Report on the 39th Annual Symposium on Bat Research

NASBR 2009 T-shirt

Jan Zinck and Pat Ormsbee, Local Co-Hosts
Roy Horst, Program Director

The 39th Annual Symposium on Bat Research (NASBR) was held at the Hilton Portland and Executive Towers, Portland, OR, November 4th to the 7th, 2009. Jan Zinck (Portland State University), and Pat Ormsbee (USDA Forest Service) served as the Local Co-hosts. Roy Horst served as the Program Director. Three hundred and thirty four registrants attended the three-day conference.

Most meeting participants (57%) were affiliated with academic/research institutions: 24% were from private business or private consulting groups; 19% were from federal or state government agencies. Approximately one third (35%) of meeting participants were students. The majority of NASBR participants were from North America (97%): 86% from the 50 United States; 7% from Canada, and 4% from Mexico; and less than 1% each from Australia, Brazil, Costa Rica, Ireland, Italy, Mexico, and Puerto Rico.

One hundred and eighty scientific papers were presented at the Portland meeting. Of the 180 scientific papers presented, 120 were platform presentations and 60 were poster presentations. Twenty-seven platform papers were presented in a plenary Student Competition Session on Thursday. The remaining platform papers were presented in two concurrent sessions that began on Friday morning and continued through Saturday afternoon. The 60 posters were presented Thursday through Saturday with an author-attended session Friday afternoon.

Graduate and undergraduate students who presented platform papers in the plenary student session or student poster session were judged by the Student Awards Committee to evaluate the scientific merits of their research. The committee, headed by Tigga Kingston, judged 27 student platform papers and 7 student poster presentations. Eight cash prizes of were presented at the Saturday evening banquet. The award winners were:

Outstanding Poster Presentations:

Organization for Bat Conservation Award: Marianne Moore. Mercury Exposure and Immune Responses in the Little Brown Myotis (Myotis lucifugus)

Speleobooks Award: Emily Sluzas. Dietary Niche Breadth of Myotis lucifugus in Northern Michigan

Basically Bats Wildlife Conservation Society Award: Michael Dixon. Bat Activity in the Urban Savanna of the Upper Midwest

Outstanding Platform Papers:

Titley Electronics Award: Jonathan D. Reichard. Thermal Radiators A Unique Adaptation for Long Distance Foraging and Migration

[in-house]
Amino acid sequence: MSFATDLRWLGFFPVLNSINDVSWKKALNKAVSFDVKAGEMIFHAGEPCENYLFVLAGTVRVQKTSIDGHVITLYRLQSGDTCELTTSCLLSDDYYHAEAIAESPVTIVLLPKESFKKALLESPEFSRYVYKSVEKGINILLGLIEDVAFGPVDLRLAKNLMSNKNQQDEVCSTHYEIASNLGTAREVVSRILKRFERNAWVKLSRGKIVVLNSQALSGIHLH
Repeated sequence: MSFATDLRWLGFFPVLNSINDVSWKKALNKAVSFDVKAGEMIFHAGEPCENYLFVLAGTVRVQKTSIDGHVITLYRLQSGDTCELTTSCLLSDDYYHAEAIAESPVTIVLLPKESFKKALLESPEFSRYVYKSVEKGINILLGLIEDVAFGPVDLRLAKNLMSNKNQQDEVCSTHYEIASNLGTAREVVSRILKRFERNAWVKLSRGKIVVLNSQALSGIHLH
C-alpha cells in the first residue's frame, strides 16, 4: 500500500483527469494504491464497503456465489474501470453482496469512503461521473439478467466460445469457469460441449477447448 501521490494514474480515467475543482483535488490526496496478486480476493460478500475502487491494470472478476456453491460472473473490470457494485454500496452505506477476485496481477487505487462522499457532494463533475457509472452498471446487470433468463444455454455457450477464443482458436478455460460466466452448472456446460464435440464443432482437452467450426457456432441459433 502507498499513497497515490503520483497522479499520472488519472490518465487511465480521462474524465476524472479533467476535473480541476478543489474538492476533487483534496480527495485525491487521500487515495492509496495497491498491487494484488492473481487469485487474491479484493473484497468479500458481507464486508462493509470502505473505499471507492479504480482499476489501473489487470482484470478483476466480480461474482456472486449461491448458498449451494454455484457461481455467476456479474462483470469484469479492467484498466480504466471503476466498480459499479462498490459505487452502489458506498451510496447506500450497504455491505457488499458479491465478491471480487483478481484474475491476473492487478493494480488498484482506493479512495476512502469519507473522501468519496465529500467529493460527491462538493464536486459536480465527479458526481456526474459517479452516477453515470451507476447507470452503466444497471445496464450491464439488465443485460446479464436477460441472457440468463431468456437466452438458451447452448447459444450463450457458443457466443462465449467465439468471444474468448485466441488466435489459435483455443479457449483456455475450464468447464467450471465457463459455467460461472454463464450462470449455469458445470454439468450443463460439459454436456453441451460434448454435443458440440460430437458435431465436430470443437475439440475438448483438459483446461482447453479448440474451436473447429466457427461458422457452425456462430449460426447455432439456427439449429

Bat Conservation International Award: Aaron Corcoran. Tiger Moth Jams Bat Sonar

Karl F Koopman Award: Sara Hayden. The Impact of Environmental Niche Specialization on the Evolution of Olfaction in Bats

Luis Bacardi Award: Emily Snode. Are Epauletted Fruit Bats Essential for Successful (Ficus sycomorus) Seed Germination During Drought Years in Kruger National Park, South Africa

Bat Research News Award: Krista Patriquin. Social Networks of Female Northern Longeared Bats Myotis septentrionalis Vary with Reproductive Period and Age

The 3rd Annual Auction to benefit the Spallanzani Fund was held on Thursday evening and was hosted by Mark Brigham. Thanks to our generous contributors and Mark's brilliant, lively, and humorous auctioneering, the event was a great success. Special thanks to Robert Timm, of the University of Kansas, for the donation of books and reprints from the University of Kansas Museum.

Student Lunches with Bat Biologists, was continued this year through the efforts of the Student Observer to the NASBR Board, Amy Turnelle This program is a welcome addition to the NASBR meetings as it allows for students to have individual time with accomplished bat biologists.

During the banquet, two NASBR members who have recently retired, Merlin Tuttle and Roy Horst, were recognized for their achievements and were well "roasted" by Tom Kunz. Another highlight of the banquet was the presentation of the Gerrit S. Miller, Jr. Award to Robert Baker of Texas Tech University. The Gerrit S. Miller, Jr. Award is presented to persons "In recognition of outstanding service and contribution to the field of chiropteran biology," and is NASBR's highest honor. We were honored to have Pascual Soriano, from Venezuela, as this year's Spallanzani Award recipient. His talk, Functional Comparisons among Bat Assemblages in Neotropical Arid Environments, was very well received, and all appreciated his thoughtful speech at the banquet.

We are grateful for the service of the 2008-2009 Board of Directors (Matina Kalcounis-Ruppell, Shahroukh Mistry, Tigga Kingston, Rodrigo Medellin, Arnulfo Moreno, Mandy Rodriquez-Duran, Maarten Vonhof, DeeAnne Reeder, and John Winkelmann) the Student Observers to the Board (Aaron Corcoran, and Amy Turmelle), the 2008 Local Host (Gary Kwiecinski) and 2010 Local Host (Rick Adams), and the Program Committee Chairs (Frank Bonaccorso and Gary Kwiecinski).

Many thanks to our Local Committee (Burr Bets, Michelle Caviness, Kathy Flick, Karen Hadley, Chris Hein, Steve Langenstein, Meg Lunuum, Barb Ogaard, Kala Rounds, Leslie Rodman, Marilou Schones), and especially our Local Host Chair (Aimee Hart).

Your Local Co-Hosts (Jan Zinck and Pat Ormsbee) and Program Director (Roy Horst) thank the membership for making this year's meeting a resounding success. We are happy to have served, and enjoyed sharing our part of the world with all of you.

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